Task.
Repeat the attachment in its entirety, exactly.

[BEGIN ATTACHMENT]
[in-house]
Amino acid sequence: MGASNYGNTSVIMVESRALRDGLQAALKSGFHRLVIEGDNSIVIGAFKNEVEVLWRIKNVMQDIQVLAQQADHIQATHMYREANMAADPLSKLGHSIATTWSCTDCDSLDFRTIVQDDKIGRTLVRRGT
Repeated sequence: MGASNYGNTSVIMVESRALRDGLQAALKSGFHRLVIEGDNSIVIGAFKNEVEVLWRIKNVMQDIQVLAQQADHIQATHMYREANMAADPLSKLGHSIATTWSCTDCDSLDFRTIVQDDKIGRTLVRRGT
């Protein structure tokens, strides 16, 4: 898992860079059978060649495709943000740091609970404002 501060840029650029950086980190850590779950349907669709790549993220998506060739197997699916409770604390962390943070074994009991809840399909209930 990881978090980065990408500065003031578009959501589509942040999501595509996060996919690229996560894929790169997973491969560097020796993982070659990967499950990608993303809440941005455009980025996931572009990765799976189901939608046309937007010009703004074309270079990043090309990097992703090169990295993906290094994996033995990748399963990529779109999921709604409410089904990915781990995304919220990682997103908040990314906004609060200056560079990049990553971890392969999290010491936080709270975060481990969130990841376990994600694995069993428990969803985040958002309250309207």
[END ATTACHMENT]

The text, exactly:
[in-house]
Amino acid sequence: MGASNYGNTSVIMVESRALRDGLQAALKSGFHRLVIEGDNSIVIGAFKNEVEVLWRIKNVMQDIQVLAQQADHIQATHMYREANMAADPLSKLGHSIATTWSCTDCDSLDFRTIVQDDKIGRTLVRRGT
Repeated sequence: MGASNYGNTSVIMVESRALRDGLQAALKSGFHRLVIEGDNSIVIGAFKNEVEVLWRIKNVMQDIQVLAQQADHIQATHMYREANMAADPLSKLGHSIATTWSCTDCDSLDFRTIVQDDKIGRTLVRRGT
């Protein structure tokens, strides 16, 4: 898992860079059978060649495709943000740091609970404002 501060840029650029950086980190850590779950349907669709790549993220998506060739197997699916409770604390962390943070074994009991809840399909209930 990881978090980065990408500065003031578009959501589509942040999501595509996060996919690229996560894929790169997973491969560097020796993982070659990967499950990608993303809440941005455009980025996931572009990765799976189901939608046309937007010009703004074309270079990043090309990097992703090169990295993906290094994996033995990748399963990529779109999921709604409410089904990915781990995304919220990682997103908040990314906004609060200056560079990049990553971890392969999290010491936080709270975060481990969130990841376990994600694995069993428990969803985040958002309250309207």